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Just before the Nextcloud Conference in Berlin, Nextcloud GmbH has decided to double the security bug bounty, going up to USD 10.000 for a remote execution vulnerability! We will talk more about this tomorrow during the conference, but for now read on for details.
Nextcloud lets users access and collaborate on documents, calendars and in video chats in the browser or through mobile apps. Over 200 apps extend Nextcloud functionality with features like playing music and movies, tracking your phone, reading news, mind mapping and more. It is by far the most popular private cloud software, 100% open source, developed by a community and used by millions of home users as well as organizations like Siemens, the German Federal Government and many more. For Nextcloud, security is key: the need for data protection and privacy that drives most of its users to the platform relies on being able to trust the project’s effort in keeping data safe. For this reason, Nextcloud runs a security bug bounty program since its inception in 2016 and with great success.
In this blog, Nextcloud GmbH announces we’ve doubled our security bug bounties in an effort to drive even more scrutiny to our platform and demonstrate our commitment to data protection to our customers.
Nextcloud is the only enterprise file sync & share / content collaboration platform in the on-premises market which has a well maintained security bug bounty program and up to USD 10K bounties. You should ask yourself – is it wise to trust your data to a vendor which doesn’t trust its own product to withstand the scrutiny that comes with such a program?
— Frank Karlitsche, CEO of Nextcloud GmbH
Despite a great security track record and many innovative security hardenings added to Nextcloud over the years the reality is: security is hard, and mistakes are just unavoidable. The largest IT companies with big, well paid and experienced security teams still encounter regular, embarrassing breaches. For this and more reasons, Security Bug Bounties are a ‘security best practice’ followed by large organizations like Microsoft, Uber, Github, Twitter and Slack.
Shortly after we founded Nextcloud, we announced a security bug bounty program offering a significant monetary reward for reports of security vulnerabilities within Nextcloud.
Running a security bug bounty program does not replace internal security expertise, rather it augments existing security work.
We can and do make breaching a Nextcloud server as hard as possible for an attacker. We do that first by having a strong process aimed at writing secure code, training our developers to take security in account and reviewing designs in advance and the code itself after it has been written. Second, we secure Nextcloud pro-actively by introducing security hardenings which decrease the likelihood of a successful exploitation. By performing internal testing, we get the confidence required for shipping. And last but not least external testing such as via our bug bounty program as well as regular security audits by various third parties (including customers) gives us another set of hundreds of eyes looking over our code and potentially discovering issues within our software.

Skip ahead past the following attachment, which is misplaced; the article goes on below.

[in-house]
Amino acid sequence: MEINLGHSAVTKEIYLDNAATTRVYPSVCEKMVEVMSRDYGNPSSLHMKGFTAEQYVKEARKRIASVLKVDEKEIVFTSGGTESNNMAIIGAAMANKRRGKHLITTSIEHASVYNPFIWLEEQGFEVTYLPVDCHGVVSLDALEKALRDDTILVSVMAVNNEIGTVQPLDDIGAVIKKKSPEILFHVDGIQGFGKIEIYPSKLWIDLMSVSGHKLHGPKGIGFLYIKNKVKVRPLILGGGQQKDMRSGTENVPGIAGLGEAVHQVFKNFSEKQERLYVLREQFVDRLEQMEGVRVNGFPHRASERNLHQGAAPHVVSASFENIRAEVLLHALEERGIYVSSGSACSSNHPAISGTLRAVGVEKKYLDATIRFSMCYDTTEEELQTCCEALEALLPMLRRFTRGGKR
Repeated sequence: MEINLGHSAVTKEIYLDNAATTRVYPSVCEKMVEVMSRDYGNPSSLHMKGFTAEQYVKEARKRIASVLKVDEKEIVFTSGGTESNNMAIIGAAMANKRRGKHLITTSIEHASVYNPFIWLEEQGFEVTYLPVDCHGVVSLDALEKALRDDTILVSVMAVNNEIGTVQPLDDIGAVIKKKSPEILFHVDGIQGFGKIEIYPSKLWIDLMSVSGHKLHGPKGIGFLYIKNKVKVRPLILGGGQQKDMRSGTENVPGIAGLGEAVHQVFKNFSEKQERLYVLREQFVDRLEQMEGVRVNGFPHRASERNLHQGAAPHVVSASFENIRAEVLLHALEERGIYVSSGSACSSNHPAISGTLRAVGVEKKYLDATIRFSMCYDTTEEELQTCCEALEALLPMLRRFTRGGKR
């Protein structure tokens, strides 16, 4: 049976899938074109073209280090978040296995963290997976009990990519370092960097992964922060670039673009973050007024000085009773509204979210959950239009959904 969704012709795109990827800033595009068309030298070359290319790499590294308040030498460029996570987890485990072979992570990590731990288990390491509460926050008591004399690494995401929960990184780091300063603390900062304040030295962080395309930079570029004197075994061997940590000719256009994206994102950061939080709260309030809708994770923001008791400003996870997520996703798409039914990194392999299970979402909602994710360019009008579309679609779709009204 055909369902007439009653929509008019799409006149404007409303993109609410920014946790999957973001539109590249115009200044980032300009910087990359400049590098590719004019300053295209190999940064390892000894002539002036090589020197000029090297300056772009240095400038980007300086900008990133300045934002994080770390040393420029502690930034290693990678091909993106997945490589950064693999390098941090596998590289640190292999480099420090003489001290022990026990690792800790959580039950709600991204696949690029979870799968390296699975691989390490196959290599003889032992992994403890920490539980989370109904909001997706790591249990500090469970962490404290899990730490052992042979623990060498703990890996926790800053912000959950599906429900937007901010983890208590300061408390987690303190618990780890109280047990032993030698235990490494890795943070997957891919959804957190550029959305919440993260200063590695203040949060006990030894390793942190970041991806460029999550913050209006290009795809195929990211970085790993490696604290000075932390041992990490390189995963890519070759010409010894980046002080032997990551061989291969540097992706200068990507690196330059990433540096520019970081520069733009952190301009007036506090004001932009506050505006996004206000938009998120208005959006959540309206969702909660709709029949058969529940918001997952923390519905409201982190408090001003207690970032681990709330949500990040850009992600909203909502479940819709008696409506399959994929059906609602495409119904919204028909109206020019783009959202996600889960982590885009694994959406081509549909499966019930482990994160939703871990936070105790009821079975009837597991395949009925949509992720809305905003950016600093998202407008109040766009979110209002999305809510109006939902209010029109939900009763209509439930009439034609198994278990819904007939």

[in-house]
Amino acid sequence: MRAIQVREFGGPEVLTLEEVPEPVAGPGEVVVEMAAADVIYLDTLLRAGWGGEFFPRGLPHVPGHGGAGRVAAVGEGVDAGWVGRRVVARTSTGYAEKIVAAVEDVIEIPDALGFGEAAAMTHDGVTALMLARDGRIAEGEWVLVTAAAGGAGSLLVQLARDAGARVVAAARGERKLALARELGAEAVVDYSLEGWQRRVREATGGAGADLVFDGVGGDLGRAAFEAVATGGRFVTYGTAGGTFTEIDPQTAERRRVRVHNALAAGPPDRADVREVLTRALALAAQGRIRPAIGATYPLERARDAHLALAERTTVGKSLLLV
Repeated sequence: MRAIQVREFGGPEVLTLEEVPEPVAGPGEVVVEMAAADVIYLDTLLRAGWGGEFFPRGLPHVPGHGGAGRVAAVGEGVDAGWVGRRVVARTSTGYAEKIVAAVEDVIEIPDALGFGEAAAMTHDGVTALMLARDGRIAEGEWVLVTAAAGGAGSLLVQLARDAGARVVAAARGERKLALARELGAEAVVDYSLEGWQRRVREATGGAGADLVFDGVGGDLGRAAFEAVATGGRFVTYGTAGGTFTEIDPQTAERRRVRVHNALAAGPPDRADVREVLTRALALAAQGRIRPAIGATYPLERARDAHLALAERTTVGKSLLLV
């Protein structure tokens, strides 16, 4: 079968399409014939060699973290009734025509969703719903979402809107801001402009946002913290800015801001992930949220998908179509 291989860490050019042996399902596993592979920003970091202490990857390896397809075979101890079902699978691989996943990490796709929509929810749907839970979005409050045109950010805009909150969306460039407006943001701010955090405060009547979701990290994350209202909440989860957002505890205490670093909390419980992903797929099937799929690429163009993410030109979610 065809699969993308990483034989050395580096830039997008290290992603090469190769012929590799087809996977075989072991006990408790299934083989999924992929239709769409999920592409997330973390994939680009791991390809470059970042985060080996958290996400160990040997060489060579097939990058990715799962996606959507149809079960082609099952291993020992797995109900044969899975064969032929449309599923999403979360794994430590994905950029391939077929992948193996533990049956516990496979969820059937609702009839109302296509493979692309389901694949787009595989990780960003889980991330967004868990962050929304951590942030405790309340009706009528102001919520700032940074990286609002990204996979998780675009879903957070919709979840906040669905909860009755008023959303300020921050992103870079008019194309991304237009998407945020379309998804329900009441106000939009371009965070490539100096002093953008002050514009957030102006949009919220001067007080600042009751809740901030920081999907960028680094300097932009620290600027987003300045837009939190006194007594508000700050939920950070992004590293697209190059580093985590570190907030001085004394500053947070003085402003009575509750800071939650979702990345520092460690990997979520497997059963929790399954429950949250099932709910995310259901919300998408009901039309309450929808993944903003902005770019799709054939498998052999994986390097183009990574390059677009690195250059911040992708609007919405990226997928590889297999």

And they have found things!
We counted our HackerOne activity since we launched the program. After removal of some invalid reports (sometimes things get reported on out-of scope things like our infrastructure), we have these statistics:
Running a bug bounty program is something you should take seriously to get the most out of it. That means responding quickly – we’re proud of our leading response times and response quality on the HackerOne platform, showing our team takes the security issues very serious.
We’re also proud to offer some of the highest competitive bounties in the open source software industry, rewarding responsible disclosure with up to $5,000 for qualifying vulnerabilities.
In our announcement today, we pledged to double the amount of $5,000 to up to $10,000, signaling we continue to put our money where our mouth is! There are two reasons why we increased the bounties today.
First, since we announced our program in 2016, the use of Nextcloud has grown explosively. Today, between 200.000 and 300.000 Nextcloud servers provide secure, privacy-respecting file exchange and collaboration services to a massive number of users.
The average size of Nextcloud servers certainly has also gone up. Today, dozens of our customers count their users in the tens or hundreds of thousands, back in 2016 of course this was not the case.
On top of that, these customers now include major governments like the German, French and Dutch, dozens of cities, large corporations like SIEMENS…
With more users comes more risk: a security exploit for Nextcloud has more value today than it did in 2016!
Second, after a few years, much of the lower-hanging fruit has been caught. While the program has been very successful, we’d like to keep it that way, accelerate it even! By increasing the rewards, we hope to attract even more expertise, efforts and thus scrutiny to our platform.
We are grateful to the thousands of people who have scrutinized Nextcloud and the hundreds who’ve reported issues they found. We hope that, with a doubling of our security bug bounties, we continue to benefit from the massive expertise available on the HackerOne program and in the global white-hat hacker community!